Thanks as always, Bob!!
  • thumb
    Oct 16 2013: I think people should pursue the work that they think is important and think of a TED invitation as a side effect of doing what is cutting edge in their fields rather than developing a work program in order to win such acknowledgement.
  • Oct 16 2013: I think I distribute more positive energy with my TED question responses than I could in planned activities designed to win an invitation. If a professional takes their job seriously, tries to share knowledge, project a positive energy, and perhaps advance the discipline they have chosen, they are promoting a healthy learning environment. I'd say that is also a good start.

    Perhaps you are speaking of an invitation to speak?

    Gee, for that I think you might need to have shown a body of work that promoted learning, impacted many people, or highlighted some unique aspect of learning that could change the way education and learning are viewed.
    • thumb
      Oct 16 2013: I would agree about the conversation threads, Robert. I decided to post this for a couple of reasons. When I looked at the registration form, I found it interesting that it asked for websites or other promotional materials to display what you do. What I've found in academia is that there seem to be two types of professionals advancing work in their fields. The first spends all of his/her time researching, talking, and teaching for the benefit of students. The other spends about 80% of his/her time doing this and 20% promoting those activities. Up to this point, I've been the former. I don't think I realized this until I saw that form. While many of us here at Fontbonne have done some fantastic things, we're often too busy to promote it. However, promoting it is an important piece that shouldn't be overlooked.

      As I started looking over the projects I had for the last couple of years and those planned for next year, thinking about what I could do before applying helped me narrow my focus and set firm deadlines. While I completely agree that being great at what you do is important, (and I agree with Fritzie that an invitation should be just a nice bonus) it doesn't always get you exposure to the kinds of people one could really learn from. If hard work and innovation alone were enough, the registration form would never ask for access to information that helps promote what you do.

      As for speaking, that would be a LONG way off for me personally :) I've been a fan of the talks for quite some time, but I'd like to know a little more about the attendees as well.
      • Oct 16 2013: Amy,

        I understand a bit better now. So lets think of some ideas to help achieve your goal.

        Many schools have a marketing department or consultant that helps bring students into their schools. Perhaps you could appeal to the administration to get this group to help promote the work you are doing at your school without taking away from the work you are doing with your students.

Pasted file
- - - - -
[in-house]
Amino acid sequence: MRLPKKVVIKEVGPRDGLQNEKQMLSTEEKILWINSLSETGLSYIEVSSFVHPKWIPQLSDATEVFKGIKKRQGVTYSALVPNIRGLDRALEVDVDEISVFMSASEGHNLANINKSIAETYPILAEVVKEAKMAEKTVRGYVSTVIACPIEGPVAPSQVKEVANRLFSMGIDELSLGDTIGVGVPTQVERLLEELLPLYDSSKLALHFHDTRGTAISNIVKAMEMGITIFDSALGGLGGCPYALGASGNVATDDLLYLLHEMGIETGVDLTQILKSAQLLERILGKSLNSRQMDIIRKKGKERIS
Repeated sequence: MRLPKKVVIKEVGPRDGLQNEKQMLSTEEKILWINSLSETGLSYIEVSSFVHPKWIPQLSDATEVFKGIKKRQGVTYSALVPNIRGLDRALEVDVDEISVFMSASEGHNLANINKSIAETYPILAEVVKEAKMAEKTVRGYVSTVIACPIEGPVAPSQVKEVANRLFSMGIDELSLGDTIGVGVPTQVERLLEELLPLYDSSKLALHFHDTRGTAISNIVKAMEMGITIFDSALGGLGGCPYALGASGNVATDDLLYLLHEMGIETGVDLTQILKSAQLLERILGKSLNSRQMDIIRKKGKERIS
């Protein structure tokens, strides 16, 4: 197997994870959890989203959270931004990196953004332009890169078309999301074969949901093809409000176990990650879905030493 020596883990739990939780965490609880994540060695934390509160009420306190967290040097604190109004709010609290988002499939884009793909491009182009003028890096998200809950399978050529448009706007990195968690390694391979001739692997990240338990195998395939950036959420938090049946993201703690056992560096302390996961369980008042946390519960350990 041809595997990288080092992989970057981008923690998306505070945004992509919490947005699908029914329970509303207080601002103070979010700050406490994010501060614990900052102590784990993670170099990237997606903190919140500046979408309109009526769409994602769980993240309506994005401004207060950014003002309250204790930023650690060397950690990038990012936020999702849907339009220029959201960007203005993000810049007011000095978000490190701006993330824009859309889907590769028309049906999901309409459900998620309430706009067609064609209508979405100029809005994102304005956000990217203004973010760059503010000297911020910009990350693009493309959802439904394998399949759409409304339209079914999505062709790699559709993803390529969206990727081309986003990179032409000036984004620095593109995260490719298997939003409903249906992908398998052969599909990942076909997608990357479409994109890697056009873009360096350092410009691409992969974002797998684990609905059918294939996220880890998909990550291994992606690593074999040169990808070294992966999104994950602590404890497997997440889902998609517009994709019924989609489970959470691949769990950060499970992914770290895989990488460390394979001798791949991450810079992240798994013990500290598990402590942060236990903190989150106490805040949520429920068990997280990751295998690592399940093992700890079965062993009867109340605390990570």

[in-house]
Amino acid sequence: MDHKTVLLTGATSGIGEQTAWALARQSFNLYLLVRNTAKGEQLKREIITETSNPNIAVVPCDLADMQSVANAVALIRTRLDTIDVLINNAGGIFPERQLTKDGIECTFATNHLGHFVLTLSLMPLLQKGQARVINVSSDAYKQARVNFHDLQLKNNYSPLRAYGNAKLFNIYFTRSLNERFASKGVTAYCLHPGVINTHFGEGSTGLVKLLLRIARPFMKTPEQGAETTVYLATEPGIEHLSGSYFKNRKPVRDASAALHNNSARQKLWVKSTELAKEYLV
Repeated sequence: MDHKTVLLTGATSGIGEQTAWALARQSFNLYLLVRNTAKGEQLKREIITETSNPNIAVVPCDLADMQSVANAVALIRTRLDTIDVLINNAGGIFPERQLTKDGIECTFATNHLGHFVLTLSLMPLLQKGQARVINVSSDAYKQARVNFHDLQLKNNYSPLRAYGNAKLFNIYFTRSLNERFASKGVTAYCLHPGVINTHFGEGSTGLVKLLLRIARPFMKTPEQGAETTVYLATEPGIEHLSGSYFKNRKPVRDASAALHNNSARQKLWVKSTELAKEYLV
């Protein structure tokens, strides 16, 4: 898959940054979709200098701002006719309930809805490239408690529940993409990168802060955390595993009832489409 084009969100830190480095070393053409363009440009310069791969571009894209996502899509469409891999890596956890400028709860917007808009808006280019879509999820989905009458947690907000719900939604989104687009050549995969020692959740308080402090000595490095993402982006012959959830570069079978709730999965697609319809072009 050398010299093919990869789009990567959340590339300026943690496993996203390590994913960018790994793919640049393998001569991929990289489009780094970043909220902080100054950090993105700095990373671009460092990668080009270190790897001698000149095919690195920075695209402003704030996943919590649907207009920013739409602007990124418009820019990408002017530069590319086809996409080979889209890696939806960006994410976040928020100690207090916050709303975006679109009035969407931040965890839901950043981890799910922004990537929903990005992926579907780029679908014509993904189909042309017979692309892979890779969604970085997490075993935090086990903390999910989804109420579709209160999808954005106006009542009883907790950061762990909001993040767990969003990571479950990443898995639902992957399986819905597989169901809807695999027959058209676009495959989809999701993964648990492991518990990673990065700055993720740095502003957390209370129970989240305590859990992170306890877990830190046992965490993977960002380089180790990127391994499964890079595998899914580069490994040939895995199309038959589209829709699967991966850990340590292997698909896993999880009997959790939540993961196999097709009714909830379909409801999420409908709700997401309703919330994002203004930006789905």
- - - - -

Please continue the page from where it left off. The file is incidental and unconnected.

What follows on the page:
Perhaps you might sponsor a competition among your students and ask the questions: What do we do here at Fontbonne that makes us different from other schools?' This sort of data would interest the marketing people anyway, and the administrators, so perhaps part of the marketing plan could be to give the teachers/professors involved in these activities the kind of local and national publicity that might catch the eye of a TED invitation folks.

        Another way you may gain some attention is to take on a bit of professional risk by trying something like the Khan method or some other learning method described by one or more of the TED conversations. This would be sort of a working application, then you could report/write on its effectiveness relative to the techniques you have already found to work, or perhaps a pure Socratic method of some kind.

        Perhaps you make a project in one of your classes where the kids have to learn the material and then present it in a way that inspires people, spins positive energy, or captures curiosity. Then pick the ones that are the best and send them into TED for review. Perhaps you and the students get invited to an event.

        I think the events are open, so maybe you could appeal to a parent's association, alumni group, or business that supports a particular learning style that your attendance might be good field research that you could effectively bring back to the school in some manner.

        If I were a teacher, I think this is how I might go about getting to a TED.

        Do TED events need volunteers? That might be another way to get there!

        Good Luck!
        • thumb
          Oct 16 2013: LOVE these ideas, Robert! I'm not really much of one for self-promotion so I think that's why this sort of thing doesn't come naturally to me. However, I'll do just about anything to get students involved in any kind of active learning. As teachers we sell all the time (you've never tried a hard sell until you convince 17 year olds that understanding the New Deal is important :) You would think we'd be better at selling what we do or why our institutions are worthwhile. Thanks very much for the feedback. TED invite or not, these are all important things to think about.